But before that happens, like the 3DS before it the Wii U is now starting to look more comfortable in its own skin. Upon its announcement the console felt like an apology to the core that Nintendo were perceived to have abandoned with the Wii (how adorable, too, that that core are appeased by the return of a series where you're snuffling through gardens in the quest for fruit), but recent months have seen the console slowly realigned with the philosophy that made its predecessor such a success.
The simplicity of Wii Karaoke U - which, once I've acquired enough microphones, looks like it will make and ruin my Christmas in equal measure - and the return of the prodigal son in the shape of the Wii Sports Club means that the Wii U's slowly turning into the living room star that its predecessor was, the machine that can bring the family together in a way that Netflix or a Sky Player never can.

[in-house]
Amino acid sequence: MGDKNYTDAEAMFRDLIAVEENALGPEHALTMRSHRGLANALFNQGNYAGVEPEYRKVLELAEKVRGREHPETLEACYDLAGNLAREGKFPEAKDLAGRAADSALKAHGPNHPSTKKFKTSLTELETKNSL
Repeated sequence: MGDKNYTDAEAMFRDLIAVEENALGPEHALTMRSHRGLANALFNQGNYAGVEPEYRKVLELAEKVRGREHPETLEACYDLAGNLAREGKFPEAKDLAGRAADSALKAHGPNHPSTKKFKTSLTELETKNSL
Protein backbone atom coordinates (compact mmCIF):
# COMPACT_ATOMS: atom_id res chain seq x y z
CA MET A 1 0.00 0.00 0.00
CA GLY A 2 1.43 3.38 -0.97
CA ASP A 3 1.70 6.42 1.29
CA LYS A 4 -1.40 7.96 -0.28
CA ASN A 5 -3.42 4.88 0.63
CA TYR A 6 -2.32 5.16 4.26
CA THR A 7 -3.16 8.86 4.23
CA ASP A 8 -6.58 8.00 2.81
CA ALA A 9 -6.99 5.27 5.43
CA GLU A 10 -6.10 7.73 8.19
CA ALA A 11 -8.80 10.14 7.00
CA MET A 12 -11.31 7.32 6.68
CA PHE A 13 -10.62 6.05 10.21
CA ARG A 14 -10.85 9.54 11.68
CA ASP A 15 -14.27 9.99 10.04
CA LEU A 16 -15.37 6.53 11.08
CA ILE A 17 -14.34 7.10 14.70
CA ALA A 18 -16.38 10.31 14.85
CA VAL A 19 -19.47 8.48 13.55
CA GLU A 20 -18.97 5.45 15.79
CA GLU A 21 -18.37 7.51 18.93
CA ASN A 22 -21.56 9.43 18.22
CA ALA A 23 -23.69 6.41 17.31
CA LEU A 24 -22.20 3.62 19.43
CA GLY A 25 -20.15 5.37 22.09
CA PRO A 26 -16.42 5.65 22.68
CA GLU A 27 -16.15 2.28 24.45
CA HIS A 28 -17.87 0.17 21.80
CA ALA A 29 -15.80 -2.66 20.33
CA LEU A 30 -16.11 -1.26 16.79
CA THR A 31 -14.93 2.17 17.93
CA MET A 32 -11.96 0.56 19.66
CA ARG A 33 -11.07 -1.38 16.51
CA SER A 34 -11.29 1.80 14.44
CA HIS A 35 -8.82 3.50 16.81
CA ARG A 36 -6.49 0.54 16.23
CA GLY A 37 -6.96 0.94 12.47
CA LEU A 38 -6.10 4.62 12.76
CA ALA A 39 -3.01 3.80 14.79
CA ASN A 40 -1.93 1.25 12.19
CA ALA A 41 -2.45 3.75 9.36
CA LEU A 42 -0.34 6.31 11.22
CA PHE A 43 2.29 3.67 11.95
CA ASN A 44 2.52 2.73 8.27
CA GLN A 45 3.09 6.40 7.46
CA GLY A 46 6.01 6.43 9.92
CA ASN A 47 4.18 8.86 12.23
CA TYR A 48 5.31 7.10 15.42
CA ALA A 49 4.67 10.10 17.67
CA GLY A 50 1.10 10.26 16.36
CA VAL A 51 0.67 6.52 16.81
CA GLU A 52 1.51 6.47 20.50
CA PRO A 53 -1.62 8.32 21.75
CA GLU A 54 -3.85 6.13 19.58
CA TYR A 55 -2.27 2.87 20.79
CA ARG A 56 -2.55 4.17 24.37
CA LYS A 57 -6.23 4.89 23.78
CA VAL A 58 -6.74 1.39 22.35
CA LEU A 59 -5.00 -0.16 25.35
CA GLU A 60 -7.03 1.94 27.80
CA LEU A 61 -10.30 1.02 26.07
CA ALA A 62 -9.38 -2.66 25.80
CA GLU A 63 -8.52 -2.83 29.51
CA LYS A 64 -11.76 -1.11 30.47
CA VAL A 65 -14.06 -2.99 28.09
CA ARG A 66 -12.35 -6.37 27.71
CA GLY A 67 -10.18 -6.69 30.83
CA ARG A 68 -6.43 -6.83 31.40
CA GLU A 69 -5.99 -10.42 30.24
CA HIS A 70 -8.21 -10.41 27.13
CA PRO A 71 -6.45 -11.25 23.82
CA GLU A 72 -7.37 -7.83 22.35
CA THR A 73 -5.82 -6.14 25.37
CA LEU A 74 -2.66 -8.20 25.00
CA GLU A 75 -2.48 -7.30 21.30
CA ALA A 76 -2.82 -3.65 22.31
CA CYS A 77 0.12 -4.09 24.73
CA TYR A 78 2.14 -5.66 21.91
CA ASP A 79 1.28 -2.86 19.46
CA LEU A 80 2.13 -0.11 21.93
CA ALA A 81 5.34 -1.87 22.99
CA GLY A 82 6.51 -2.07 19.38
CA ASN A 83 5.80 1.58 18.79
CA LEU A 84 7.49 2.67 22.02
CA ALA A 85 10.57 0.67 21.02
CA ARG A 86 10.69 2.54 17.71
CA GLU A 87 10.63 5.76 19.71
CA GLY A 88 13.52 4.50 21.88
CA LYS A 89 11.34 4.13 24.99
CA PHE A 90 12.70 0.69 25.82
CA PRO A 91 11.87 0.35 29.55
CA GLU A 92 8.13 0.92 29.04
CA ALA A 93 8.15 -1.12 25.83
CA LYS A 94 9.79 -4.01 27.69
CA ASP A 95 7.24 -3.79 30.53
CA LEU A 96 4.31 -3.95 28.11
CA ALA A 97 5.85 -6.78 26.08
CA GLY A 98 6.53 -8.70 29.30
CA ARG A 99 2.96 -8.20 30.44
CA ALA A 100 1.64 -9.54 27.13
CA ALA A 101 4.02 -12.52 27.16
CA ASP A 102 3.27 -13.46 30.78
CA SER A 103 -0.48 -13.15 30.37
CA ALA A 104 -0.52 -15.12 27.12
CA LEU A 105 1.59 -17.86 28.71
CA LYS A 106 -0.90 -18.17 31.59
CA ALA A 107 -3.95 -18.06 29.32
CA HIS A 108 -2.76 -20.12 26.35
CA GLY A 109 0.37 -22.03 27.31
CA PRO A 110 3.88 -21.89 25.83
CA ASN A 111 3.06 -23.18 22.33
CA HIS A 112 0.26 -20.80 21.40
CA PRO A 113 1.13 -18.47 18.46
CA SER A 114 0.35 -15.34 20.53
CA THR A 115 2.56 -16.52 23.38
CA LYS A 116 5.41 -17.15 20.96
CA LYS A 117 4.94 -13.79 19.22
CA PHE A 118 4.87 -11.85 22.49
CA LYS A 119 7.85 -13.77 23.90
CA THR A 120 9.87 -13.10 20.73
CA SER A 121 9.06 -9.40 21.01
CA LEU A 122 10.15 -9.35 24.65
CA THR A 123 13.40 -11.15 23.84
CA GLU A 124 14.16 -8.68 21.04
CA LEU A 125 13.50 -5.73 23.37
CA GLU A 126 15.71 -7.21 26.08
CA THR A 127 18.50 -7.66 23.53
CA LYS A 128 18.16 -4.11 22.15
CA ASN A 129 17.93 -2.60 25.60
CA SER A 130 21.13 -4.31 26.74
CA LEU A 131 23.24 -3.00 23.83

That was the Wii's big innovation, really, and it's no surprise to see Nintendo falling back on it. Its play for revolution this time out may have faded away in the murky promise of that second screen, but looking at the other new consoles where even the dream of 1080p 60fps gameplay is looking to falter, at least Nintendo tried to innovate - even if it appears its GamePad gamble has failed.
Without that little quirk to distinguish itself, the Wii U's just another HD console, and all that can set it apart from its competitors is the games it can offer. Good job, then, that in that regard - this year at least - Nintendo's console is pretty much untouchable.
can't wait for you all not to read the thread and circlejerk.